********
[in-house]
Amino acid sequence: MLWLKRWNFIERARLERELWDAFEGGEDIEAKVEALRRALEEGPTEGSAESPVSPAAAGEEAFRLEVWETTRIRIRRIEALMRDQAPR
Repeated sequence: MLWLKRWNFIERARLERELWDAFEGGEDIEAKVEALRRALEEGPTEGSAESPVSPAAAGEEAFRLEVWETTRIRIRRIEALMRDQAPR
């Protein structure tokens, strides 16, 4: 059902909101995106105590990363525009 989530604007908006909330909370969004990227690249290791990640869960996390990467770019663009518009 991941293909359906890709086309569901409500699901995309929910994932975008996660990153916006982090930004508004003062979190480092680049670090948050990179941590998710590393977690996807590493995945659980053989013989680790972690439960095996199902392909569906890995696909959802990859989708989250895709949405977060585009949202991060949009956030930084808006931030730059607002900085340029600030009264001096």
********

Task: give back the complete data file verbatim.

[in-house]
Amino acid sequence: MLWLKRWNFIERARLERELWDAFEGGEDIEAKVEALRRALEEGPTEGSAESPVSPAAAGEEAFRLEVWETTRIRIRRIEALMRDQAPR
Repeated sequence: MLWLKRWNFIERARLERELWDAFEGGEDIEAKVEALRRALEEGPTEGSAESPVSPAAAGEEAFRLEVWETTRIRIRRIEALMRDQAPR
């Protein structure tokens, strides 16, 4: 059902909101995106105590990363525009 989530604007908006909330909370969004990227690249290791990640869960996390990467770019663009518009 991941293909359906890709086309569901409500699901995309929910994932975008996660990153916006982090930004508004003062979190480092680049670090948050990179941590998710590393977690996807590493995945659980053989013989680790972690439960095996199902392909569906890995696909959802990859989708989250895709949405977060585009949202991060949009956030930084808006931030730059607002900085340029600030009264001096």